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How to clean an acoustic guitar

Struck the wrong chord when cleaning your guitar? Learn how to do it properly.


By Cleanipedia Team

How to clean an acoustic guitar

The beautiful sound that resonates from your guitar will only keep sounding sweet if you clean it regularly – but just how do you clean an acoustic guitar? With these simple methods, we’ll help you learn how to clean an acoustic guitar body, how to clean guitar strings and even how to clean the fretboard and polish the frets. Let’s get started.

Whether you want to know how to polish frets or how to clean your guitar neck, a microfibre cloth is a vital piece of kit as it won’t shed any threads that could get stuck under the frets.

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How to clean an acoustic guitar: step-by-step

Cleaning a guitar can be split into three main processes: the body, the strings, and the fretboard (or neck). Each one requires a slightly different method.

How to clean a guitar body

  1. Buff away smudges with a microfibre or lint-free cloth for general maintenance.
  2. Use specialist guitar polish to add shine to guitars with a glossy, lacquered body.
  3. Do not polish guitars with a satin or matte finish, not even with specialist products.
  4. Never use standard furniture polish on your guitar as it can dull the shine.
  5. Do not polish the strings or fretboard with the product used on the guitar body. These require a different treatment.

As with any new cleaning product, always try any guitar polish on a small area first. Follow the instructions on the label and stop immediately if you notice any damage.

How to clean guitar strings

  1. Place your guitar securely on its back, face up. Make sure the surface you use is flat, clean, and soft to avoid damaging your guitar.
  2. Loosen the strings by turning the tuning pegs.
  3. Spray a microfibre or lint-free cloth with water (for nylon strings) or specialist string cleaner (for steel strings).
  4. Do not use rubbing alcohol – it can damage the fretboard beneath your strings.
  5. Slide half of your cloth underneath the strings near the bridge.
  6. Fold the other half of the cloth over the top of the strings so it’s covering both sides.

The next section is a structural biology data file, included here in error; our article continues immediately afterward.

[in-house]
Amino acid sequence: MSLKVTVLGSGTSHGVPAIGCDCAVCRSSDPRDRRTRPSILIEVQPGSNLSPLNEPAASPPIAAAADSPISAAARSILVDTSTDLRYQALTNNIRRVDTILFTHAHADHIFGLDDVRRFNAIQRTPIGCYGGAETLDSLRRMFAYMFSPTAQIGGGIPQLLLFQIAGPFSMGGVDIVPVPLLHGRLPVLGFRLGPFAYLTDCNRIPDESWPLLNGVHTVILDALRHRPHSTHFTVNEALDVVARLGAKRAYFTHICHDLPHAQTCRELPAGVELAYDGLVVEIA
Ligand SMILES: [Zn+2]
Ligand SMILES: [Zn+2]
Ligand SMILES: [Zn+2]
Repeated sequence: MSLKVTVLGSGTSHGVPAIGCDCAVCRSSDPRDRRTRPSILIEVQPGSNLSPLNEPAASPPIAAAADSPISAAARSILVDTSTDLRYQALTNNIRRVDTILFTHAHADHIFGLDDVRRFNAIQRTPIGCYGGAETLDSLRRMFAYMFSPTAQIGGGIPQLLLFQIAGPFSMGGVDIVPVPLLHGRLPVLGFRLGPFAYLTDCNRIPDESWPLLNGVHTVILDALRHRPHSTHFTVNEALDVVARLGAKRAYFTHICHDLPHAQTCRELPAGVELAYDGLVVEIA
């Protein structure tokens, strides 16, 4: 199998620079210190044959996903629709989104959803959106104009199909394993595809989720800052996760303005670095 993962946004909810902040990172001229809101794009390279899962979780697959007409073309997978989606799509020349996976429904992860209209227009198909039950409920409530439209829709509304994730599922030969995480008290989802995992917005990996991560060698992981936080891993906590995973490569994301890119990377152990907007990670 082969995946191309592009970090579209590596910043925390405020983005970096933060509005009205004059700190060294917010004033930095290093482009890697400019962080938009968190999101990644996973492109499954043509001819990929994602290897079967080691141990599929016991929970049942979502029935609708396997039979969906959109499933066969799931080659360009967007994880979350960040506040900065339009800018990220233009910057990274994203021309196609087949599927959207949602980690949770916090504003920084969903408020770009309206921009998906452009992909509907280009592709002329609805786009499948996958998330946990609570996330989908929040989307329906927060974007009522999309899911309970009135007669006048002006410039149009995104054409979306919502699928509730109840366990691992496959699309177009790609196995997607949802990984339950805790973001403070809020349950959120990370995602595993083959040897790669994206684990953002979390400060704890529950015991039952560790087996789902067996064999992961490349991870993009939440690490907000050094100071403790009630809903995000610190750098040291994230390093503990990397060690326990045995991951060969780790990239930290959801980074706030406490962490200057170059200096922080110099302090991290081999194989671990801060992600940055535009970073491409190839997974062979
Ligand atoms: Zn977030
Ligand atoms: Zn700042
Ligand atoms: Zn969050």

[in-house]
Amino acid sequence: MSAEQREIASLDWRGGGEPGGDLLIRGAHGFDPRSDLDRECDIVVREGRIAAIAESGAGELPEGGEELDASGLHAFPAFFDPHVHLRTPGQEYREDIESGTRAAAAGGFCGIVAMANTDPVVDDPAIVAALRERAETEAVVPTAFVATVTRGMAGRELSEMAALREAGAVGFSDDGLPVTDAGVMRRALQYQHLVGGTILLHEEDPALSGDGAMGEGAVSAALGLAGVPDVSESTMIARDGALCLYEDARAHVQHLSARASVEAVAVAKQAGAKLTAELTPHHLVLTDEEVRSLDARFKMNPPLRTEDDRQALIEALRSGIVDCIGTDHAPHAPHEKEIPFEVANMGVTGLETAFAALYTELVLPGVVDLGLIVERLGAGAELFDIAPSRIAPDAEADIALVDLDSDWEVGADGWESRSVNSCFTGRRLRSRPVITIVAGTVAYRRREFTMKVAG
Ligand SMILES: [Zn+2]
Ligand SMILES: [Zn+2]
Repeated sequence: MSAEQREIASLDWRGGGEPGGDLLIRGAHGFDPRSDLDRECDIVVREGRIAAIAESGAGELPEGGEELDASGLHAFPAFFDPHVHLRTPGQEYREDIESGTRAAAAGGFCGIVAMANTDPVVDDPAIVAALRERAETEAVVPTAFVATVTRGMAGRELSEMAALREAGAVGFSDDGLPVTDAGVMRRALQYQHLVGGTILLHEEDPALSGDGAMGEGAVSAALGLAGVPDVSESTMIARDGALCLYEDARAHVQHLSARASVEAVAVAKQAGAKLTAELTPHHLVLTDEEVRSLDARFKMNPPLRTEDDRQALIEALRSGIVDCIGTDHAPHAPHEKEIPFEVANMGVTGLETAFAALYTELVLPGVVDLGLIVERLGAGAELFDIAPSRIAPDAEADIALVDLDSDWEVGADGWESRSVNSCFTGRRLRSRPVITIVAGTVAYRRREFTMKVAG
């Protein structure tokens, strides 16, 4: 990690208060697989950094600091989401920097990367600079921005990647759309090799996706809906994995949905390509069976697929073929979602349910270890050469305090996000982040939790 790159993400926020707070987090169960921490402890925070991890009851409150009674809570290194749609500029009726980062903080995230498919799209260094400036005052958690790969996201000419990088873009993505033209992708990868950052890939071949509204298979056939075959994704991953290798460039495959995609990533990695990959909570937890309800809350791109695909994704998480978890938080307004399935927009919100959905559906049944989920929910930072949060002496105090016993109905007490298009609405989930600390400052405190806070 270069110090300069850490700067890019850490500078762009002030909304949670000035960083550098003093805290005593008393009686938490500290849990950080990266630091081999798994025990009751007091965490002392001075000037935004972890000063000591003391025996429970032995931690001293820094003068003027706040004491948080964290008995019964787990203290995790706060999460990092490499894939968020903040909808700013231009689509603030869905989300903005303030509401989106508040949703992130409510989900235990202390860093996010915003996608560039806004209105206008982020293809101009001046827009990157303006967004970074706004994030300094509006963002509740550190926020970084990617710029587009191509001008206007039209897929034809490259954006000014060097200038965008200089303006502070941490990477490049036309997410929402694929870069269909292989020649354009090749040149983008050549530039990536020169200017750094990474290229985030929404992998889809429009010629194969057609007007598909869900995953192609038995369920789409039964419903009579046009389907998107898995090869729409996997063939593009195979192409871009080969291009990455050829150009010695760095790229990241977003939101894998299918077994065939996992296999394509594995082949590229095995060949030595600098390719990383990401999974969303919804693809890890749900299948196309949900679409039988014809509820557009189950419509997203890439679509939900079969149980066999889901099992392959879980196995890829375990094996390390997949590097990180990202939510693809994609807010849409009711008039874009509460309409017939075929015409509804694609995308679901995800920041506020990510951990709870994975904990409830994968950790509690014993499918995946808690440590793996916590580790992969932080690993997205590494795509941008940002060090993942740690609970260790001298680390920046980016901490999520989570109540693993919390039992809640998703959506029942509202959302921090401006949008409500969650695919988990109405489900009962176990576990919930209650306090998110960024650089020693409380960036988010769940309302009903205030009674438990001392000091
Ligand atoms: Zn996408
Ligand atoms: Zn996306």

7. Slide your cloth along the strings, from the bridge to the nut.
  8. Apply downward pressure and upward pressure, to clean both sides of the strings.    
  9. Once finished, remember to re-tune your guitar.

When learning how to clean guitar strings it’s important to be able to spot when strings need changing, rather than just cleaning. If they feel gritty, even after cleaning, it may be time to replace them. You can expect to do this roughly every 3 months – or every 100 hours of playing.

How to clean a guitar fretboard and polish frets

  1. Loosen and cut the strings on your guitar. They need to be removed to clean the fretboard properly.
  2. Unwind one end of each cut string from the tuning pegs. Be careful not to injure yourself on the sharp edges and dispose of the strings carefully.
  3. Remove the opposite end of each cut string from the bridge. Most acoustic guitars have a fixed bridge so you’ll need to tap out the bridge pins holding the strings in place from inside the guitar. You can apply gentle pressure with a pair of pliers to help you.
  4. With the strings removed, wipe off any stubborn dirt from your fretboard. For rosewood and ebony, you can use very fine steel wool (grade 0000) to remove dirt but if you need to know how to clean maple fretboards then only use a lint-free cloth.
  5. Condition the fretboard with lemon oil. This is only suitable for rosewood and ebony fretboards and helps to rehydrate the wood. Apply sparingly, using a clean cloth, and buff into the wood. Do not get any lemon oil on the metal frets themselves.
  6. Polish the frets once the neck is clean and dry. If you’re not sure how to polish frets then there are plenty of specialist cleaners you can buy but ultimately a good buff with a clean, lint-free cloth will do the job.
  7. Restring your guitar when you’re finished. Make sure you strum and retune your guitar a few times to begin with to help your new strings bed in.

Happy playing!

Originally published